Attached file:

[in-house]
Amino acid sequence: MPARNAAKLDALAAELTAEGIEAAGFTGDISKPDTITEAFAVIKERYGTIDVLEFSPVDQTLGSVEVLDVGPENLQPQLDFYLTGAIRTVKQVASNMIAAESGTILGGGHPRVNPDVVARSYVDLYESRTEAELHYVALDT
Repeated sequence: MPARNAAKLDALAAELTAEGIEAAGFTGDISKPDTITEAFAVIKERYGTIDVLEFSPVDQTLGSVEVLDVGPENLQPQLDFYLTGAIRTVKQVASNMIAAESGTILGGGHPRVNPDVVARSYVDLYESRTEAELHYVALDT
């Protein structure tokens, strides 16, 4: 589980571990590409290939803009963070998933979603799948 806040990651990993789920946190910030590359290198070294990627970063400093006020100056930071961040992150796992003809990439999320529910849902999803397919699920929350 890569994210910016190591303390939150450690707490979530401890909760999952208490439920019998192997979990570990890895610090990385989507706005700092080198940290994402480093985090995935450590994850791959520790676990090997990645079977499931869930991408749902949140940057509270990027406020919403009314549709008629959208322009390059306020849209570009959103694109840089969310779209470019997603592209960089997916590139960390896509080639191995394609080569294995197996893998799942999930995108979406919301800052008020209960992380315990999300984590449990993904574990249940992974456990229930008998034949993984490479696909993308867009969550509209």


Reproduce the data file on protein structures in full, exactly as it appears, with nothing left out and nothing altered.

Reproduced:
[in-house]
Amino acid sequence: MPARNAAKLDALAAELTAEGIEAAGFTGDISKPDTITEAFAVIKERYGTIDVLEFSPVDQTLGSVEVLDVGPENLQPQLDFYLTGAIRTVKQVASNMIAAESGTILGGGHPRVNPDVVARSYVDLYESRTEAELHYVALDT
Repeated sequence: MPARNAAKLDALAAELTAEGIEAAGFTGDISKPDTITEAFAVIKERYGTIDVLEFSPVDQTLGSVEVLDVGPENLQPQLDFYLTGAIRTVKQVASNMIAAESGTILGGGHPRVNPDVVARSYVDLYESRTEAELHYVALDT
């Protein structure tokens, strides 16, 4: 589980571990590409290939803009963070998933979603799948 806040990651990993789920946190910030590359290198070294990627970063400093006020100056930071961040992150796992003809990439999320529910849902999803397919699920929350 890569994210910016190591303390939150450690707490979530401890909760999952208490439920019998192997979990570990890895610090990385989507706005700092080198940290994402480093985090995935450590994850791959520790676990090997990645079977499931869930991408749902949140940057509270990027406020919403009314549709008629959208322009390059306020849209570009959103694109840089969310779209470019997603592209960089997916590139960390896509080639191995394609080569294995197996893998799942999930995108979406919301800052008020209960992380315990999300984590449990993904574990249940992974456990229930008998034949993984490479696909993308867009969550509209």